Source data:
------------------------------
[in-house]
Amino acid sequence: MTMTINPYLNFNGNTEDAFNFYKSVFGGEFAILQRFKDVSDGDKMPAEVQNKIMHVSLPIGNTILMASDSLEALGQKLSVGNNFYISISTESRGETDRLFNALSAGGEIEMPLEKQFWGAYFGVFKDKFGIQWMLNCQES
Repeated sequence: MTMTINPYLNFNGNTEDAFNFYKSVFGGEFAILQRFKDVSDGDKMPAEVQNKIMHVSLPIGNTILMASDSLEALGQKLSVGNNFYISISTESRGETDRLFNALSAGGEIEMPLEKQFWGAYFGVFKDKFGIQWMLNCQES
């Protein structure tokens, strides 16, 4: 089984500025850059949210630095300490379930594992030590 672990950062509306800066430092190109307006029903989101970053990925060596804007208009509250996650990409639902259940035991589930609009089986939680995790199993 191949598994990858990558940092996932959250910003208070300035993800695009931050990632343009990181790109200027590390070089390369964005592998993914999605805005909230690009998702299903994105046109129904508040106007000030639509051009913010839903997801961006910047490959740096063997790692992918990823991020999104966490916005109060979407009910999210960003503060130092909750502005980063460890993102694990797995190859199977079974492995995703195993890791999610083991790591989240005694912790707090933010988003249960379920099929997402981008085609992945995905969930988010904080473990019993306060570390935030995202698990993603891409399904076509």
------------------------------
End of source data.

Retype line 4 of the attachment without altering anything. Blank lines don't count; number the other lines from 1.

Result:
């Protein structure tokens, strides 16, 4: 089984500025850059949210630095300490379930594992030590 672990950062509306800066430092190109307006029903989101970053990925060596804007208009509250996650990409639902259940035991589930609009089986939680995790199993 191949598994990858990558940092996932959250910003208070300035993800695009931050990632343009990181790109200027590390070089390369964005592998993914999605805005909230690009998702299903994105046109129904508040106007000030639509051009913010839903997801961006910047490959740096063997790692992918990823991020999104966490916005109060979407009910999210960003503060130092909750502005980063460890993102694990797995190859199977079974492995995703195993890791999610083991790591989240005694912790707090933010988003249960379920099929997402981008085609992945995905969930988010904080473990019993306060570390935030995202698990993603891409399904076509």